A history of our church
In 1776 a small group of Horsham Independents met together for the first time to worship God in a cottage close to the site of the present church building. As the group grew in those early years, there is evidence of division developing in the church. Nevertheless, this was overcome and the congregation grew under its first church leader, Pastor John Harm, who served from 1801-1840.
In 1813, finding that the cottage was uncomfortably small, the congregation purchased from the Duke of Norfolk, for £50, a leasehold over land off the Swan Meadow. The first building exclusively for a church was then built, entirely with voluntary contributions. The freehold, which the church still owns, was acquired in 1859 for £80.
The church went from strength to strength through the 19th century, notably under Rev George Frost its "esteemed pastor" from 1869-1902. Chapels were built and congregations served in four nearby villages. One of these four, in the village of Slinfold situated 4 miles from Horsham, still has regular evening services. Generous support was given to such causes as Indian famine relief, the abolition of slavery, the London Missionary Society, the temperance movement and opposition to the Opium War as well as there being a steady involvement in local affairs. By the 1870's the congregation was outgrowing the church building. It was decided to build a schoolroom in nearby Albion Road, together with a new church building on the same site as the existing one. The memorial stone was dedicated in September 1883 (and has been preserved in the present church building along with the original church building foundation stone). During the dedication every member of the church was urged to undertake mission by getting into personal contact with people. The money for the buildings was mainly raised by members, together with two small loans. Both buildings occupied prominent sites in the town.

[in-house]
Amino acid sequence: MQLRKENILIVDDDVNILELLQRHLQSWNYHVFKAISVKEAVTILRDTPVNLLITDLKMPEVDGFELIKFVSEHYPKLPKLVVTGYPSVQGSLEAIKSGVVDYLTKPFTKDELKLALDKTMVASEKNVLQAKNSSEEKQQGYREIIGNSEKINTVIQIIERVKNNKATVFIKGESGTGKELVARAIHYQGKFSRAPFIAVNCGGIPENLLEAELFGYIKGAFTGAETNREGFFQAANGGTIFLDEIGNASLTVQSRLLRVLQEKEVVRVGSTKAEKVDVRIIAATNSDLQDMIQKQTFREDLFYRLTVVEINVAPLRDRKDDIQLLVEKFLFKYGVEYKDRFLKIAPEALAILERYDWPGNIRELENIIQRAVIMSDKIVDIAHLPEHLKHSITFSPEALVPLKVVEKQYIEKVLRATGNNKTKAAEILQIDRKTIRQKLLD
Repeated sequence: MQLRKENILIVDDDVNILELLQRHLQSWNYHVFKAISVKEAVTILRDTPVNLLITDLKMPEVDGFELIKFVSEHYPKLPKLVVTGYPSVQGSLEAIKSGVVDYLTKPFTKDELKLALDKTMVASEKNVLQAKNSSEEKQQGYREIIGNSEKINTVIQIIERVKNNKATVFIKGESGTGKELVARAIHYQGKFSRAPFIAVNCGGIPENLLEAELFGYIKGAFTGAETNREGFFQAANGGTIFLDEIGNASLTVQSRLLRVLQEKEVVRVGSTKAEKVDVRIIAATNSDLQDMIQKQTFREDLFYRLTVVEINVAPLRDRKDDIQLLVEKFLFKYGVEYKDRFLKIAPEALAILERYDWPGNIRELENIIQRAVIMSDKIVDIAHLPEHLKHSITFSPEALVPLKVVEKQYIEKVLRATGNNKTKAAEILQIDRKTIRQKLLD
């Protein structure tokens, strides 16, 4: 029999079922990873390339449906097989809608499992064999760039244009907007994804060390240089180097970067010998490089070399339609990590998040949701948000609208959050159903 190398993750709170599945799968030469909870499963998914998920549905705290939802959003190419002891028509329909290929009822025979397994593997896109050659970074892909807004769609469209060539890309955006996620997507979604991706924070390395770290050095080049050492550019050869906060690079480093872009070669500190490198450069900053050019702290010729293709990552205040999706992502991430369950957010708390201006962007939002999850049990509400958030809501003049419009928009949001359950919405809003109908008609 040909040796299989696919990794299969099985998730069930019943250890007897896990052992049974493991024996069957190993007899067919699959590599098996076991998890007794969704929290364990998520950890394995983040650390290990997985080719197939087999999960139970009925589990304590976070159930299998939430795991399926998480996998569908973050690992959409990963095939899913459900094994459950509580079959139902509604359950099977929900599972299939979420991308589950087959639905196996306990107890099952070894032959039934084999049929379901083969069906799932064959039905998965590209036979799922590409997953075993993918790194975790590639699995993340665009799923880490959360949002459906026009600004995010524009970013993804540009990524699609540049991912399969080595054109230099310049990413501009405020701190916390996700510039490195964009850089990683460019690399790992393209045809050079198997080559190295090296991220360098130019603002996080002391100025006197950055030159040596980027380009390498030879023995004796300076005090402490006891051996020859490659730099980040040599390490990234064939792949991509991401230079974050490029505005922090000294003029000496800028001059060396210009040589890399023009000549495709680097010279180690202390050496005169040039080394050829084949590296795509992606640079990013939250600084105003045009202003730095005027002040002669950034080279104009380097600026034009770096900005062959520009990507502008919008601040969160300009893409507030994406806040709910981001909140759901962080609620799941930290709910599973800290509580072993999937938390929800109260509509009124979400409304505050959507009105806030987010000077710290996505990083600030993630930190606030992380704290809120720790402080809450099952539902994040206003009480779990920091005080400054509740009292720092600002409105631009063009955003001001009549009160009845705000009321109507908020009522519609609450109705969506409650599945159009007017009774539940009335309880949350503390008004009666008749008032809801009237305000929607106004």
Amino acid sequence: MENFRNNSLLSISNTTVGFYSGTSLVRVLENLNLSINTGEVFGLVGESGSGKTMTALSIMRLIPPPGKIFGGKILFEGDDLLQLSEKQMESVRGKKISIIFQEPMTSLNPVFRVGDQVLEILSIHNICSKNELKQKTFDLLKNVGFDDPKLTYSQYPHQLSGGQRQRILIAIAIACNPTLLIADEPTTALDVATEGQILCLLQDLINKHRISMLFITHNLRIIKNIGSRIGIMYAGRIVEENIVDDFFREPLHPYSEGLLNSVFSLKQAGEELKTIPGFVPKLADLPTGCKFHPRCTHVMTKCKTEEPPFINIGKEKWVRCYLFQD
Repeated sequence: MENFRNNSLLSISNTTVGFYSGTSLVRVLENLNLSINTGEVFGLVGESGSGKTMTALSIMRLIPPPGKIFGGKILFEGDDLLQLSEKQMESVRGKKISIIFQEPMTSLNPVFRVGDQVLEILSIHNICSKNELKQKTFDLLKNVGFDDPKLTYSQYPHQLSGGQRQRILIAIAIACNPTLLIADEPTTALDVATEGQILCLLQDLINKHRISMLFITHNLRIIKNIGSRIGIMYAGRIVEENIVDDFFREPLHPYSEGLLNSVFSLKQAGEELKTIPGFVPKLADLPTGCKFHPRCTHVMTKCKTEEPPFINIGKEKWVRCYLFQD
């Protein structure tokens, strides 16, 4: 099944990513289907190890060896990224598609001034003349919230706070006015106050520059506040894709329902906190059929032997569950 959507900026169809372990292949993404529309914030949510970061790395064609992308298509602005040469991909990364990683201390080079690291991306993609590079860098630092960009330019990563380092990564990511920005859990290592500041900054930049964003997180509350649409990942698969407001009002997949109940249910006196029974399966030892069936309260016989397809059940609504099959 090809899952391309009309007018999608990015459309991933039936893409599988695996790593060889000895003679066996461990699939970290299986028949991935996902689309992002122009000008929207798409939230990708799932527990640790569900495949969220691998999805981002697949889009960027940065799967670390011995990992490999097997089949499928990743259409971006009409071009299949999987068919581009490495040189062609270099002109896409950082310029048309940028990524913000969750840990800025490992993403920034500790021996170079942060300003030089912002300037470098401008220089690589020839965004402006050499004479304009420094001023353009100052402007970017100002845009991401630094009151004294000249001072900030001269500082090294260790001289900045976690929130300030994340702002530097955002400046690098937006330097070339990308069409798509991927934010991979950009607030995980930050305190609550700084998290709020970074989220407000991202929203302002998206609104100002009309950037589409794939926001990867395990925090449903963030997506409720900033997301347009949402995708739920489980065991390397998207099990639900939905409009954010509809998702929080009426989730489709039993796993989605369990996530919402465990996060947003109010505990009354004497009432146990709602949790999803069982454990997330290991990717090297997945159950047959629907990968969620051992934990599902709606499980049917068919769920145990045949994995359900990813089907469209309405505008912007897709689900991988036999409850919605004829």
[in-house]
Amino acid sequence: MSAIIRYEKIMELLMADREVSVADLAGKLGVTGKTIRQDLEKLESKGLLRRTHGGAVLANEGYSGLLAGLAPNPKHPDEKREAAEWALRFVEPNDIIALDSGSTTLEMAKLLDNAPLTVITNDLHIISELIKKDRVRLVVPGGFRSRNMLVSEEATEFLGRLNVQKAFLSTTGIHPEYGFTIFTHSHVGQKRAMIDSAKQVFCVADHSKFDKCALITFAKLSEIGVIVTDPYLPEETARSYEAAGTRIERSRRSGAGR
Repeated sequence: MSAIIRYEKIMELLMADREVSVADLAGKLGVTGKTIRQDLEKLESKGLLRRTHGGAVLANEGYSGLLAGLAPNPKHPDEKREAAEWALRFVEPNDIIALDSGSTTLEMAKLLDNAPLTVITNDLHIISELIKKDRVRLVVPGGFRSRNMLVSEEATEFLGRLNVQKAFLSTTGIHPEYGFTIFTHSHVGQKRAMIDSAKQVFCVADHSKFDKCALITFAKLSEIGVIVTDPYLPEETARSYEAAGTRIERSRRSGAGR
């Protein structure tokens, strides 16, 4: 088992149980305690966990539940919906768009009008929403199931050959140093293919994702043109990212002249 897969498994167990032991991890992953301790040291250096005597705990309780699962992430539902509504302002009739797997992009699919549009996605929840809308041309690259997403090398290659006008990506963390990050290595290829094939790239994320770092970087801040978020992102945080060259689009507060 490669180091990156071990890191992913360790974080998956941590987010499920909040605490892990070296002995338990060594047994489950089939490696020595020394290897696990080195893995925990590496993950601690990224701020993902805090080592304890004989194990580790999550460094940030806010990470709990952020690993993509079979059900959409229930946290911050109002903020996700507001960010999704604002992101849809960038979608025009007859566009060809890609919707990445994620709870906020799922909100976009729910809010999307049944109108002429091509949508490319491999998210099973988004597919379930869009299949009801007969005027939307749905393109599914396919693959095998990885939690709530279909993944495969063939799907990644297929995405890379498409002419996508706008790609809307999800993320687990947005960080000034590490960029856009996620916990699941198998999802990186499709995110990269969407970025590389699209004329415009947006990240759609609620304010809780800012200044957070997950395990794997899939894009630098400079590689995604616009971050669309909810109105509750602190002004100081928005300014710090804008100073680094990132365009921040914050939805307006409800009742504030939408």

The church building had pews for 400 people on the ground floor and 150 in the gallery and boasted stained glass windows and an elaborately carved pulpit. There are still a number of present church members who regularly worshipped in this church building and remember it with affection, and also some who attended or taught in the Sunday school in the Albion Road schoolroom. There is evidence of ecumenical activity in the late 19th century, including a united service as early as 1887 on the occasion of Queen Victoria's golden jubilee.
A close relationship with other local churches through Horsham Churches Together remains an important feature of our church today. Outreach continued with efforts in 1909 to arrange links with German churches to "decrease the ill-feeling between the two nations". On the coronation of George V in 1911, there was a combined meeting of all Horsham's churches in the Carfax. The church appeared to suffer periods of difficulty in the first half of the twentieth century, with a number of short term and temporary pastors and suggestions of uncertainty over at least two calls. Lack of attendance at evening services was bemoaned and a church magazine was launched, flourished, waned and failed - four times. There is of course also evidence of great devotion to the church.